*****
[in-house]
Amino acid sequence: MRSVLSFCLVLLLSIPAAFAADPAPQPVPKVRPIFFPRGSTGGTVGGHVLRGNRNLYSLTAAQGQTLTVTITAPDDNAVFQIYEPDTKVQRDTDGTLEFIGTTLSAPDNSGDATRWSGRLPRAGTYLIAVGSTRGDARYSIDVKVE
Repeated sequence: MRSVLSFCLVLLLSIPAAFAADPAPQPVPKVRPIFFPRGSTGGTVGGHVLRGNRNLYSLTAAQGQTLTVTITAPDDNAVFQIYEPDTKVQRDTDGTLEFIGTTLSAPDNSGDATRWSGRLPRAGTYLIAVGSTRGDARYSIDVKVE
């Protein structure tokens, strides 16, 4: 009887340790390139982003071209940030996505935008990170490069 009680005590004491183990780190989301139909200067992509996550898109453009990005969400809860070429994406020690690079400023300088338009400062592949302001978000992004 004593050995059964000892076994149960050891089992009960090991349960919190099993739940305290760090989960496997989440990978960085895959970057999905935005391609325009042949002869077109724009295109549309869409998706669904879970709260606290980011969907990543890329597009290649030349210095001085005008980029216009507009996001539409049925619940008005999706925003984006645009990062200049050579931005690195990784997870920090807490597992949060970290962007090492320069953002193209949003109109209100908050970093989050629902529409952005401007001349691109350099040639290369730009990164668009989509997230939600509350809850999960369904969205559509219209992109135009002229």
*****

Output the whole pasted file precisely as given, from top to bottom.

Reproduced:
[in-house]
Amino acid sequence: MRSVLSFCLVLLLSIPAAFAADPAPQPVPKVRPIFFPRGSTGGTVGGHVLRGNRNLYSLTAAQGQTLTVTITAPDDNAVFQIYEPDTKVQRDTDGTLEFIGTTLSAPDNSGDATRWSGRLPRAGTYLIAVGSTRGDARYSIDVKVE
Repeated sequence: MRSVLSFCLVLLLSIPAAFAADPAPQPVPKVRPIFFPRGSTGGTVGGHVLRGNRNLYSLTAAQGQTLTVTITAPDDNAVFQIYEPDTKVQRDTDGTLEFIGTTLSAPDNSGDATRWSGRLPRAGTYLIAVGSTRGDARYSIDVKVE
């Protein structure tokens, strides 16, 4: 009887340790390139982003071209940030996505935008990170490069 009680005590004491183990780190989301139909200067992509996550898109453009990005969400809860070429994406020690690079400023300088338009400062592949302001978000992004 004593050995059964000892076994149960050891089992009960090991349960919190099993739940305290760090989960496997989440990978960085895959970057999905935005391609325009042949002869077109724009295109549309869409998706669904879970709260606290980011969907990543890329597009290649030349210095001085005008980029216009507009996001539409049925619940008005999706925003984006645009990062200049050579931005690195990784997870920090807490597992949060970290962007090492320069953002193209949003109109209100908050970093989050629902529409952005401007001349691109350099040639290369730009990164668009989509997230939600509350809850999960369904969205559509219209992109135009002229």